Tag Archives: Pruning

What You Need To Know About Pruning Bonsai Trees

Pruning bonsai trees is one of the most important things you will have to do as a bonsai enthusiast. Generally, you will be pruning two parts of your bonsai: the roots, which is the bottom part of the plant, and the foliage, which is the top part of the plant. Pruning your bonsais is one of the more interesting aspects of growing these interesting plants and is a way to let your creativity shine.

Root pruning is important because it allows the tree to grow new roots. Because of their small containers, the roots of bonsai trees are often stunted in growth. By pruning the root system of your bonsai regularly, you will ensure that the plant has the space needed to grow new roots, which in turn helps the plant absorb moisture and nutrients from the soil. As with any other plant, the root structure is critical to the growth and health of your bonsai.

On the other hand, pruning a bonsai tree’s foliage is also vital – if only for aesthetic purposes. If you are a bonsai owner, you probably have a specific design in mind for your tree. Pruning will help you achieve the results you desire. Pruning can help shape your tree into the form you want as well as removes any dead leaves to help keep it healthy and beautiful.

Also, don’t forget that the roots and the foliage of your bonsai tree are interconnected. When you reduce the foliage (or number of leaves) that your tree has, you are also reducing the strain on its roots. In other words, the less leaves there are, the less work the roots have to do to keep them alive.

The amount of pruning you will do will depend heavily on your plans for the tree. It is best for you to have a plan here before you begin. Remember that the changes that you make to your tree are permanent! If you cut a branch off, that branch is gone forever, and you will have to wait for a new one to take its place. Remember to prune your tree gently – if you are removing leaves pinch them off with your fingers and don’t use sharp or harsh tools.

Most people like to prune off branches that cross the trunk or each other. Why? Because it isn’t very pretty to look at. So unless you think you can rewire the branch and force it to grow in another direction, cut it off. Branches that stick out towards you are also common pruning targets. Of course, what you prune from your plant should be your personal decision. What is really important is that you find your bonsai tree beautiful; what others think of it is a secondary consideration. Trust your own good taste.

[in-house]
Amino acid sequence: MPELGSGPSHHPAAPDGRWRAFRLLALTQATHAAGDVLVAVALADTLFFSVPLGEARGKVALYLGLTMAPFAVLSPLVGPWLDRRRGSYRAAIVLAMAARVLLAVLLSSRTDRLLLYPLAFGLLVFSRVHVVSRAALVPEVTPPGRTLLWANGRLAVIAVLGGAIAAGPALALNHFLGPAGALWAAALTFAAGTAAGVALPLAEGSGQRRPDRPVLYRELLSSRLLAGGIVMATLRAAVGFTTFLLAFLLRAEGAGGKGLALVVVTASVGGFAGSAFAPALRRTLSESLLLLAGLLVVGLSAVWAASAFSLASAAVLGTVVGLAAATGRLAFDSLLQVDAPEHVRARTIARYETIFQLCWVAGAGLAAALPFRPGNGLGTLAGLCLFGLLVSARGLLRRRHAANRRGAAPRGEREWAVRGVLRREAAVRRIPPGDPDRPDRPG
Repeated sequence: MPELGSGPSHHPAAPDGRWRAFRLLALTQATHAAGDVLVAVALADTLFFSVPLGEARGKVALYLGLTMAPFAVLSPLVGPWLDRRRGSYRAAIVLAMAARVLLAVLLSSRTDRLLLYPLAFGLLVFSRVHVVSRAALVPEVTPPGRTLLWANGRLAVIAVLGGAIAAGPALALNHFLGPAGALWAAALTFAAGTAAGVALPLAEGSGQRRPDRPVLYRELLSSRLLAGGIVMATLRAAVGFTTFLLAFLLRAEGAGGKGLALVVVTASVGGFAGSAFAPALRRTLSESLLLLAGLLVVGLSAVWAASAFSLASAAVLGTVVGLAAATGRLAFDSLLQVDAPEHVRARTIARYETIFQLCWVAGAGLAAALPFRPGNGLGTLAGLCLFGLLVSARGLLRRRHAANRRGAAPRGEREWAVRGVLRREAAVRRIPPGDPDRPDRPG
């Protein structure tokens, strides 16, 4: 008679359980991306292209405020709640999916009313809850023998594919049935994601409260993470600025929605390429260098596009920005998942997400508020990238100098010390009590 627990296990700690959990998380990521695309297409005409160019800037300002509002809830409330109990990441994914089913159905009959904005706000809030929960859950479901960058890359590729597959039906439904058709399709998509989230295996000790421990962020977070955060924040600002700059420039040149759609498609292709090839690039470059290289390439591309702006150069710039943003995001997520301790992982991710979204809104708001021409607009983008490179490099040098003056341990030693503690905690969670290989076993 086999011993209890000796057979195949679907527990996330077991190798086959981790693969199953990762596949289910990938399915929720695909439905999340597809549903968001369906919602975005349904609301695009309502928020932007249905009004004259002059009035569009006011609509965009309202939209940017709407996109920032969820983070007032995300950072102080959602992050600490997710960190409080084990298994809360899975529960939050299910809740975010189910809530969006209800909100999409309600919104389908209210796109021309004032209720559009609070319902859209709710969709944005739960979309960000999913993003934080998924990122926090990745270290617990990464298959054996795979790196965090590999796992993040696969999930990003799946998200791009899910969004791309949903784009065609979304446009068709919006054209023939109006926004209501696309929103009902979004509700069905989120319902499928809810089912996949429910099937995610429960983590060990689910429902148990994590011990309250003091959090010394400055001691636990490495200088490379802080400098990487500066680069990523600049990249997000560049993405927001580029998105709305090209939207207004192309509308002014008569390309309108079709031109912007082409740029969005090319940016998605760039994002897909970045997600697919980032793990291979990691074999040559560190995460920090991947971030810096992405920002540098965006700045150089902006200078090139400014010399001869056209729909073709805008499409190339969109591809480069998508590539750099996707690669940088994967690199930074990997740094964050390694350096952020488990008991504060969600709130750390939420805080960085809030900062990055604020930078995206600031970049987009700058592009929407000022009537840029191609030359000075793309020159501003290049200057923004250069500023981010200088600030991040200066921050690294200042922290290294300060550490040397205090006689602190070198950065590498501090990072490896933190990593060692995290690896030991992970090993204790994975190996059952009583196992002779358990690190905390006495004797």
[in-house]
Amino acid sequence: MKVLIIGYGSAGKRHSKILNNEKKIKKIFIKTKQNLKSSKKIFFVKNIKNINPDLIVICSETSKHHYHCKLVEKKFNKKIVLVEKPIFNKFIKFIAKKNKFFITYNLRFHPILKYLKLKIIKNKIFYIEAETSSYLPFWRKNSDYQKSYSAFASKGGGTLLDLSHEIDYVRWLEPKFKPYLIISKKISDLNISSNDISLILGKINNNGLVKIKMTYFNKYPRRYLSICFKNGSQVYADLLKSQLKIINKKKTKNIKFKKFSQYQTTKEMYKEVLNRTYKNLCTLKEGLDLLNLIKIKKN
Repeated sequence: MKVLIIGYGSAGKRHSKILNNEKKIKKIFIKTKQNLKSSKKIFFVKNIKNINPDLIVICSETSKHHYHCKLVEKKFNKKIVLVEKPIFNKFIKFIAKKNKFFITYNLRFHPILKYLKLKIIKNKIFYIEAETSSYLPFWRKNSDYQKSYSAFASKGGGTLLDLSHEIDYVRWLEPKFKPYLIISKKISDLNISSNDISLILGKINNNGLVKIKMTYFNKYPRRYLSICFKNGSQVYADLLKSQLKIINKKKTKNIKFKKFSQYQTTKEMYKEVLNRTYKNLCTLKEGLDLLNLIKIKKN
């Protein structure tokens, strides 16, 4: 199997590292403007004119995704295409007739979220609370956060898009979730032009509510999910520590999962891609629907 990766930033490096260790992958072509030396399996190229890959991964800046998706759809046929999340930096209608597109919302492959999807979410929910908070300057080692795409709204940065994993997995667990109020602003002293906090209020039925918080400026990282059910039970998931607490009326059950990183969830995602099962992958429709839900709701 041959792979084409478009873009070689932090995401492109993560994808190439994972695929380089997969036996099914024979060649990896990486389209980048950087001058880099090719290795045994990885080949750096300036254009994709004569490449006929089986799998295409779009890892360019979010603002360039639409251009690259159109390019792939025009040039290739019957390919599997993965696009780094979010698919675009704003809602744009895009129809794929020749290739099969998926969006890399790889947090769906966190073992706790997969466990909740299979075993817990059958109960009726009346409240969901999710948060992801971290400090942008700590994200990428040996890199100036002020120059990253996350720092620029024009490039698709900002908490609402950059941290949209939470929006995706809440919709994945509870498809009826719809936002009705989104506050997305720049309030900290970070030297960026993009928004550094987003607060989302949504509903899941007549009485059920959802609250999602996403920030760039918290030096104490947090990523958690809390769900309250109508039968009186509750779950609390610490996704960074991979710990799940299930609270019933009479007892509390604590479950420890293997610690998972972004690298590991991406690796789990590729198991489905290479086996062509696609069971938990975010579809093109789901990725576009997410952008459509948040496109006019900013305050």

Remember: pruning your bonsai trees is supposed to be fun! Don’t get too worked up if your trees don’t turn out the way you want them at first. If you keep learning and practicing your botanical skills, the day will soon come when your bonsai will be the envy of your neighbors!

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Bonsai Tree Care Information – From Watering to Pruning to Soil

The practice of Bonsai began in China and Japan hundreds of years ago, and is simple the miniaturization of naturally occurring plants and trees. Bonsai trees are not “special small” trees, but rather trees that ave been slowly miniaturized from their full size.

The main areas of tree care are the following:

Watering your Tree

Bonsai Trees require more watering than most plants, as they are grown in less soil and the soil itself is free draining (meaning it doesn’t retain the water and lets it pass through). The type of tree, the sunlight it is exposed to all factor in to how much watering should be done. You can tell if your Bonsai Tree needs water by looking at it, feeling the soil and if you prefer; by using a moisture meter to be certain.

Fertilizing your Tree

Bonsai plants are grown in smaller amount of soil compared with other trees and plants, therefore fertilizing and feeding your tree is key. You will want to fertilize once in the Spring and once again in the Fall to ensure maximum health and growth. Your fertilizer should contain chelated iron, nitrogen, phosphoric acid and potash. Make sure before you fertilize, to water your tree and then apply less than the recommended amount.